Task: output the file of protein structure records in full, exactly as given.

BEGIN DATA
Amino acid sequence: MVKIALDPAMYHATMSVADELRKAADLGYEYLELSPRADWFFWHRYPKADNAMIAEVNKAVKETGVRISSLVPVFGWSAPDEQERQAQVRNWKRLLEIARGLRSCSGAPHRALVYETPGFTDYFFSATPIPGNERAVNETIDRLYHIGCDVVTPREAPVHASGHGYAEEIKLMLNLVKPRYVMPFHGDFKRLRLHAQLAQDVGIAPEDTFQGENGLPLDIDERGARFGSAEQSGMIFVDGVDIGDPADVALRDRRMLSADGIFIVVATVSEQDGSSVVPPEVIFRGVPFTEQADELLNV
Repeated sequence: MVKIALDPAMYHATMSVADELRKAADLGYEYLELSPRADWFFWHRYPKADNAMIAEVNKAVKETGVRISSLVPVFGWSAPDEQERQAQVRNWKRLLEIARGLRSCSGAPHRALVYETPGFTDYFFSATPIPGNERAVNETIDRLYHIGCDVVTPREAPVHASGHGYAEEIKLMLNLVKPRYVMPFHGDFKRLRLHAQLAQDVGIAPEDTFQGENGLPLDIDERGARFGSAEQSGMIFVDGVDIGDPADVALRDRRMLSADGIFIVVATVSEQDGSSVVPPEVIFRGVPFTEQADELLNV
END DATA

Amino acid sequence: MVKIALDPAMYHATMSVADELRKAADLGYEYLELSPRADWFFWHRYPKADNAMIAEVNKAVKETGVRISSLVPVFGWSAPDEQERQAQVRNWKRLLEIARGLRSCSGAPHRALVYETPGFTDYFFSATPIPGNERAVNETIDRLYHIGCDVVTPREAPVHASGHGYAEEIKLMLNLVKPRYVMPFHGDFKRLRLHAQLAQDVGIAPEDTFQGENGLPLDIDERGARFGSAEQSGMIFVDGVDIGDPADVALRDRRMLSADGIFIVVATVSEQDGSSVVPPEVIFRGVPFTEQADELLNV
Repeated sequence: MVKIALDPAMYHATMSVADELRKAADLGYEYLELSPRADWFFWHRYPKADNAMIAEVNKAVKETGVRISSLVPVFGWSAPDEQERQAQVRNWKRLLEIARGLRSCSGAPHRALVYETPGFTDYFFSATPIPGNERAVNETIDRLYHIGCDVVTPREAPVHASGHGYAEEIKLMLNLVKPRYVMPFHGDFKRLRLHAQLAQDVGIAPEDTFQGENGLPLDIDERGARFGSAEQSGMIFVDGVDIGDPADVALRDRRMLSADGIFIVVATVSEQDGSSVVPPEVIFRGVPFTEQADELLNV